- How would you find customers who want to purchase the goods you wish to sell? [Door-to-door solicitation, location (walk/drive by traffic), word of mouth, phone calls, flyers/postings on bulletin boards, cars, telephone poles, etc.]
At this point, the students should choose a job or business off the master list that most interests them. The following questions will relate solely to the job or business that each student has chosen.
- Who is the source of income for your chosen job or business (employers, clients, or customers)?
- How will you connect with them?
- Will you use more than one strategy?
In order to plan a strategy for connecting with a source of income (employers, clients, customers), the students need to know about certain words that start with the letter “A.” Will they:
- Apply for a job you they seen in the want ads?
- Ask a prospective employer to hire them for a job that was not listed?
- Advertise the services they are offering with your business, using flyers or posters, going door to door, etc.?
- Approach possible clients or customers to tell them about the goods or services they are offering?
Now the students are ready to plan they strategy. To do so, they should complete the Job Planner Activity.
[You may conduct the final activity with whatever degree of depth and formality you deem appropriate. Students who intend to advertise may wish to use art and copying supplies to create flyers or other forms of advertising. Those who will seek employment may wish to look at classified ads or identify businesses that might hire them. Those who intend to provide goods can be encouraged to flesh out the strategies they will employ in enticing customers to purchase their wares. Small group or individual attention may be required to determine each student’s optimal strategy.]
This lesson is geared towards students in the 3-5 and 6-8 grade ranges. However, with some alterations, some of the lesson activities contained herein may be adapted to suit the needs of more enterprising children in the K-2 range.
Make sure the students know that if they plan to get a job or start a business, they will need their parent’s permission to start working. They can tell their parents of their plan, and show them their strategy. Chances are, the parents will be very proud. Make sure the students respond to the following questions.Who will be paying for their work? Will it be an employer, a client, or a customer? Who will determine how they get paid, and how much? If they run their own business (perhaps providing a good or service to a neighbor), do they get to determine your own income? Is that an advantage? One thing the students may find from working is that money they have earned usually seems more valuable than money that was given to them!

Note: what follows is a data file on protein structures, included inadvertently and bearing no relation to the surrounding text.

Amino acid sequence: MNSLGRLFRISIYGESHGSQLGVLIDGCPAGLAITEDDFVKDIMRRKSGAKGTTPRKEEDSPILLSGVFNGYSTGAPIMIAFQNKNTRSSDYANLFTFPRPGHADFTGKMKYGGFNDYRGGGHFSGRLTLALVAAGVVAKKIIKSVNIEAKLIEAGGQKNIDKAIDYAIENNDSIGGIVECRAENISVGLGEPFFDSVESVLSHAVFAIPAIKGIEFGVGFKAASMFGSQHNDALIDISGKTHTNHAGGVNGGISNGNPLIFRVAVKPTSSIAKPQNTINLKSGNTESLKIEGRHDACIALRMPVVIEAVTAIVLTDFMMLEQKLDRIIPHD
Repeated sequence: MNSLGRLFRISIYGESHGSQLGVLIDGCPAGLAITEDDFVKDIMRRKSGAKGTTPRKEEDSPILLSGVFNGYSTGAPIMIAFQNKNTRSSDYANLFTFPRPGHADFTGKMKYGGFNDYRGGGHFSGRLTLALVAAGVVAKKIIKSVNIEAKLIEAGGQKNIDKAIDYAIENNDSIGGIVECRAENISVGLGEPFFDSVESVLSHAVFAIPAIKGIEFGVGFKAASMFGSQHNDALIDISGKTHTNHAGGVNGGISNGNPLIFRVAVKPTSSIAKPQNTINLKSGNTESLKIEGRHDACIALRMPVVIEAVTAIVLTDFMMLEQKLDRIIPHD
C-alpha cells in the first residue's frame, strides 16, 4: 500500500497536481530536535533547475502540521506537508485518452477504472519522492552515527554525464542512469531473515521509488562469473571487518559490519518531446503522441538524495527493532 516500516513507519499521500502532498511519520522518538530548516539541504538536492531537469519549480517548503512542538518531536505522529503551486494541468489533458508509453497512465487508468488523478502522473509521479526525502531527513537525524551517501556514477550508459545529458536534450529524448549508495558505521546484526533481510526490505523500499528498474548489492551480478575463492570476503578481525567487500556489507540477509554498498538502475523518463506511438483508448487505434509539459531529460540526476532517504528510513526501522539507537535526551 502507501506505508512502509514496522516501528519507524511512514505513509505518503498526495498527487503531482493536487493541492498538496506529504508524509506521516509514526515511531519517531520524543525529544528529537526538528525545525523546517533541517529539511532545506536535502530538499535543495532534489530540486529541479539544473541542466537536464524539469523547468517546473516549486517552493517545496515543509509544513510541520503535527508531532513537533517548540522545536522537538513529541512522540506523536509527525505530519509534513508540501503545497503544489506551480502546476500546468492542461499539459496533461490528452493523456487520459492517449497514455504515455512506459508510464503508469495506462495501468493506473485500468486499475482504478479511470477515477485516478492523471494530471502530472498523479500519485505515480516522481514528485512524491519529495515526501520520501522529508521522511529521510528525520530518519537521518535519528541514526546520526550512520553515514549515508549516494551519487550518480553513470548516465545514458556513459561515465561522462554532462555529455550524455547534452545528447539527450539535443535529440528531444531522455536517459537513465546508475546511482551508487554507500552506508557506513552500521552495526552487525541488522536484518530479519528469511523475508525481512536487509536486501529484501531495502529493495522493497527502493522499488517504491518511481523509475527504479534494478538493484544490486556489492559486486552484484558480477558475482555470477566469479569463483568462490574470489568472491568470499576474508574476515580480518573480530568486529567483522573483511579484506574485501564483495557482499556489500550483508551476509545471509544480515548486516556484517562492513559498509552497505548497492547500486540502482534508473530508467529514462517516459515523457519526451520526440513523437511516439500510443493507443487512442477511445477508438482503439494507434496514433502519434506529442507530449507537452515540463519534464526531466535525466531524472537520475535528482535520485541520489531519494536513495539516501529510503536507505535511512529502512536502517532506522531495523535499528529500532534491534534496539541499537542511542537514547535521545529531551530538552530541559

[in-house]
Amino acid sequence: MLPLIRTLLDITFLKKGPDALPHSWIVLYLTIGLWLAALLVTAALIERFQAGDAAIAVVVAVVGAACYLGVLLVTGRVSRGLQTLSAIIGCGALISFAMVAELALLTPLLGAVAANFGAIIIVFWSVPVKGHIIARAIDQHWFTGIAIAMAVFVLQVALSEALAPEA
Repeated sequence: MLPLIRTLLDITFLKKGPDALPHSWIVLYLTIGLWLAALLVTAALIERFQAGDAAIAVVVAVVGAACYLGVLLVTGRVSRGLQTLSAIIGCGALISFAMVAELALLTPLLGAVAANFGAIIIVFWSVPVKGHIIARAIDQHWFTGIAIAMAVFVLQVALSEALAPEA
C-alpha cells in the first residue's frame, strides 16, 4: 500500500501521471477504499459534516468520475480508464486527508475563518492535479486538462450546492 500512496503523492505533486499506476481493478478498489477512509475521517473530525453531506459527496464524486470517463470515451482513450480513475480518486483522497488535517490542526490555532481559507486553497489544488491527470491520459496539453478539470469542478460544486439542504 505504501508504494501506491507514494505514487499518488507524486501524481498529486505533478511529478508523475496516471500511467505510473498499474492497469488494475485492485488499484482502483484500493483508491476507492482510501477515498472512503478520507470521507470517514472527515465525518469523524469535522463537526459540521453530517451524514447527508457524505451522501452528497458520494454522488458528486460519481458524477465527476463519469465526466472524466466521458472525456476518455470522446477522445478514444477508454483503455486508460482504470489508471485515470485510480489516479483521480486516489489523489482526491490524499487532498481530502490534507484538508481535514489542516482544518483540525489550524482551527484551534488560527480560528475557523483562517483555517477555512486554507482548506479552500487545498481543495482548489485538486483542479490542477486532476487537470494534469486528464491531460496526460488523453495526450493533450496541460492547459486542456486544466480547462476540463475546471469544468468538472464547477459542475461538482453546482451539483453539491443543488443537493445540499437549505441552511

- The U.S. Department of Labor’s https://www.dol.gov/general/topic/youthlabor/kidspages provides a wealth of information on youth employment. Check the subtopics for information on newspaper delivery, rules on door-to-door sales, child labor laws, and more.
- The Bureau of Labor Statistic’s https://www.bls.gov/k12/ provides lots of great information about a wide variety of jobs and careers kids might pursue. Choose your area of interest and explore!
- Kids working in a town in Colorado have sparked a controversy on child labor. Have the students read more about it in this article . One possibility is that you could form debate teams and ask the students to debate the issues raised in this article.
- The decisions we make involve costs and benefits. As adults, people generally need to work to earn money, because money is required to buy the things we need in life. As children, it is great to earn money if you can, but school is also a responsibility, and it is important to devote adequate time to your studies. Finding the right balance is important, to ensure that you have enough time to learn as well as earn. In the past, before child labor laws, some children worked long hours, often in difficult conditions, and often at the expense of school and learning. To learn more and to see some photographs of these children and the places where they worked, visit The History Place .
NOTE: Assuming that the students actually pursue their chosen endeavors, it might be interesting to devise a long-term project, tracking their progress and, at a later date, determining whether the students succeeded in creating and developing further a successful enterprise.
Throughout this lesson, students are producing written materials and answers to direct questions; their materials and answers can be assessed as evidence of their learning. Students are also producing advertising and employment-seeking strategies, and you may choose to judge the merits of this work, including its cogency, clarity, thoroughness, and potential for success.
Grades Higher Education, 9-12